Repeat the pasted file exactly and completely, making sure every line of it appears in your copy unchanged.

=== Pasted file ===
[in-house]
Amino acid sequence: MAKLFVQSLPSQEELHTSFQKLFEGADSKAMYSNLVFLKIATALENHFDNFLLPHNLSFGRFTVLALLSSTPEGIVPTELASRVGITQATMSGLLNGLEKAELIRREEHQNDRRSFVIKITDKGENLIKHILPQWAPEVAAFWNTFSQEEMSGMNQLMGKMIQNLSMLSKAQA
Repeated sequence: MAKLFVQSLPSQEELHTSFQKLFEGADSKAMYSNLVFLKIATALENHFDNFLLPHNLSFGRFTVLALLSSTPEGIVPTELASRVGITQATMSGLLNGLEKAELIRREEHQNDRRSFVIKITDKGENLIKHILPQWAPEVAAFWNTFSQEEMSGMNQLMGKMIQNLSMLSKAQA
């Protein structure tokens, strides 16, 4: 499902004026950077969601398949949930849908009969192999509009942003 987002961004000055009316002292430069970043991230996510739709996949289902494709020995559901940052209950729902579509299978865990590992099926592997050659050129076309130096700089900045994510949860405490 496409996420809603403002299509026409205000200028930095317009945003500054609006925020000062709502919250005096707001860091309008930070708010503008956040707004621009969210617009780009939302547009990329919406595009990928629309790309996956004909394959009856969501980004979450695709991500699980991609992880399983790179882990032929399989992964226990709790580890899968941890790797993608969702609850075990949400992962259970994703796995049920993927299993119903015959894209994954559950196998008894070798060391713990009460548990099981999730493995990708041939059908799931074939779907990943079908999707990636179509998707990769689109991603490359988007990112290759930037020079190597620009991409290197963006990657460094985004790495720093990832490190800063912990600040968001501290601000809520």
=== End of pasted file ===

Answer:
[in-house]
Amino acid sequence: MAKLFVQSLPSQEELHTSFQKLFEGADSKAMYSNLVFLKIATALENHFDNFLLPHNLSFGRFTVLALLSSTPEGIVPTELASRVGITQATMSGLLNGLEKAELIRREEHQNDRRSFVIKITDKGENLIKHILPQWAPEVAAFWNTFSQEEMSGMNQLMGKMIQNLSMLSKAQA
Repeated sequence: MAKLFVQSLPSQEELHTSFQKLFEGADSKAMYSNLVFLKIATALENHFDNFLLPHNLSFGRFTVLALLSSTPEGIVPTELASRVGITQATMSGLLNGLEKAELIRREEHQNDRRSFVIKITDKGENLIKHILPQWAPEVAAFWNTFSQEEMSGMNQLMGKMIQNLSMLSKAQA
């Protein structure tokens, strides 16, 4: 499902004026950077969601398949949930849908009969192999509009942003 987002961004000055009316002292430069970043991230996510739709996949289902494709020995559901940052209950729902579509299978865990590992099926592997050659050129076309130096700089900045994510949860405490 496409996420809603403002299509026409205000200028930095317009945003500054609006925020000062709502919250005096707001860091309008930070708010503008956040707004621009969210617009780009939302547009990329919406595009990928629309790309996956004909394959009856969501980004979450695709991500699980991609992880399983790179882990032929399989992964226990709790580890899968941890790797993608969702609850075990949400992962259970994703796995049920993927299993119903015959894209994954559950196998008894070798060391713990009460548990099981999730493995990708041939059908799931074939779907990943079908999707990636179509998707990769689109991603490359988007990112290759930037020079190597620009991409290197963006990657460094985004790495720093990832490190800063912990600040968001501290601000809520």